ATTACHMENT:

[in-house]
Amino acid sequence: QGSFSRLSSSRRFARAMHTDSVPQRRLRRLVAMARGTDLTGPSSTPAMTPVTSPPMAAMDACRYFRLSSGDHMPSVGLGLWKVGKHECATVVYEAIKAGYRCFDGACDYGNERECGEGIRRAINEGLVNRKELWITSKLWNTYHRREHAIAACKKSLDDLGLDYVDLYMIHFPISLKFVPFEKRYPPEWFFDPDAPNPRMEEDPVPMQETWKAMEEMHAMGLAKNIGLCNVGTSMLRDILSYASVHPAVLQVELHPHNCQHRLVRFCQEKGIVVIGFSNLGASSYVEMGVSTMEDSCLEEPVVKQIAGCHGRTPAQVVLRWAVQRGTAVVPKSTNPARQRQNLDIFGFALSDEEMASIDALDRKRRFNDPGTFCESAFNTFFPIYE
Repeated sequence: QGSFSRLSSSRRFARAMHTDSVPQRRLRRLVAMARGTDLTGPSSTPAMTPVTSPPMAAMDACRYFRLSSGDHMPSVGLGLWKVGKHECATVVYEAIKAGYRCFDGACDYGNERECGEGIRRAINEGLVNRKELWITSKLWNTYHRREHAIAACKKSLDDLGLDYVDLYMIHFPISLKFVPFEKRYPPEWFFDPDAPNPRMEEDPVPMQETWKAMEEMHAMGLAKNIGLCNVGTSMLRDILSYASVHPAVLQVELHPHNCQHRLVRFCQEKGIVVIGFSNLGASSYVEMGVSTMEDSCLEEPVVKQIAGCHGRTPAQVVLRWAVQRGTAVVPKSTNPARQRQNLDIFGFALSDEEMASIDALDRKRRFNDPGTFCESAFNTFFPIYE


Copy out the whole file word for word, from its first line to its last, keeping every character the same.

[in-house]
Amino acid sequence: QGSFSRLSSSRRFARAMHTDSVPQRRLRRLVAMARGTDLTGPSSTPAMTPVTSPPMAAMDACRYFRLSSGDHMPSVGLGLWKVGKHECATVVYEAIKAGYRCFDGACDYGNERECGEGIRRAINEGLVNRKELWITSKLWNTYHRREHAIAACKKSLDDLGLDYVDLYMIHFPISLKFVPFEKRYPPEWFFDPDAPNPRMEEDPVPMQETWKAMEEMHAMGLAKNIGLCNVGTSMLRDILSYASVHPAVLQVELHPHNCQHRLVRFCQEKGIVVIGFSNLGASSYVEMGVSTMEDSCLEEPVVKQIAGCHGRTPAQVVLRWAVQRGTAVVPKSTNPARQRQNLDIFGFALSDEEMASIDALDRKRRFNDPGTFCESAFNTFFPIYE
Repeated sequence: QGSFSRLSSSRRFARAMHTDSVPQRRLRRLVAMARGTDLTGPSSTPAMTPVTSPPMAAMDACRYFRLSSGDHMPSVGLGLWKVGKHECATVVYEAIKAGYRCFDGACDYGNERECGEGIRRAINEGLVNRKELWITSKLWNTYHRREHAIAACKKSLDDLGLDYVDLYMIHFPISLKFVPFEKRYPPEWFFDPDAPNPRMEEDPVPMQETWKAMEEMHAMGLAKNIGLCNVGTSMLRDILSYASVHPAVLQVELHPHNCQHRLVRFCQEKGIVVIGFSNLGASSYVEMGVSTMEDSCLEEPVVKQIAGCHGRTPAQVVLRWAVQRGTAVVPKSTNPARQRQNLDIFGFALSDEEMASIDALDRKRRFNDPGTFCESAFNTFFPIYE